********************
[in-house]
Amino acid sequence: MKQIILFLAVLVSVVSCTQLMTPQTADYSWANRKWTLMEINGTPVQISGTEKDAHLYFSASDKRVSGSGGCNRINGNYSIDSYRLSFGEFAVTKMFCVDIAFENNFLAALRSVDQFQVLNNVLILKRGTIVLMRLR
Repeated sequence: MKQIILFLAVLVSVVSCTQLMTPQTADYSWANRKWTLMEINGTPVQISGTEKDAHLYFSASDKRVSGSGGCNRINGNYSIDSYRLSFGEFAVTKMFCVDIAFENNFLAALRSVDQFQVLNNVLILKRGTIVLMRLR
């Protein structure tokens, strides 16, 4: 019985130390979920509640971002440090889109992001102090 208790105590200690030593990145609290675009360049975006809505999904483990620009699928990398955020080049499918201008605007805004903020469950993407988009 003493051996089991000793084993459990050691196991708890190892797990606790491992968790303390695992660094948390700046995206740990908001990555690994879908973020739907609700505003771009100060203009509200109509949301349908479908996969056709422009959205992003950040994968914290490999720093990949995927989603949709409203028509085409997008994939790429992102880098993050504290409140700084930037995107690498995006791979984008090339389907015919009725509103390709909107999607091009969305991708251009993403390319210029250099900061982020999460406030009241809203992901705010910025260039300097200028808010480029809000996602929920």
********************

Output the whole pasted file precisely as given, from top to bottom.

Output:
[in-house]
Amino acid sequence: MKQIILFLAVLVSVVSCTQLMTPQTADYSWANRKWTLMEINGTPVQISGTEKDAHLYFSASDKRVSGSGGCNRINGNYSIDSYRLSFGEFAVTKMFCVDIAFENNFLAALRSVDQFQVLNNVLILKRGTIVLMRLR
Repeated sequence: MKQIILFLAVLVSVVSCTQLMTPQTADYSWANRKWTLMEINGTPVQISGTEKDAHLYFSASDKRVSGSGGCNRINGNYSIDSYRLSFGEFAVTKMFCVDIAFENNFLAALRSVDQFQVLNNVLILKRGTIVLMRLR
């Protein structure tokens, strides 16, 4: 019985130390979920509640971002440090889109992001102090 208790105590200690030593990145609290675009360049975006809505999904483990620009699928990398955020080049499918201008605007805004903020469950993407988009 003493051996089991000793084993459990050691196991708890190892797990606790491992968790303390695992660094948390700046995206740990908001990555690994879908973020739907609700505003771009100060203009509200109509949301349908479908996969056709422009959205992003950040994968914290490999720093990949995927989603949709409203028509085409997008994939790429992102880098993050504290409140700084930037995107690498995006791979984008090339389907015919009725509103390709909107999607091009969305991708251009993403390319210029250099900061982020999460406030009241809203992901705010910025260039300097200028808010480029809000996602929920």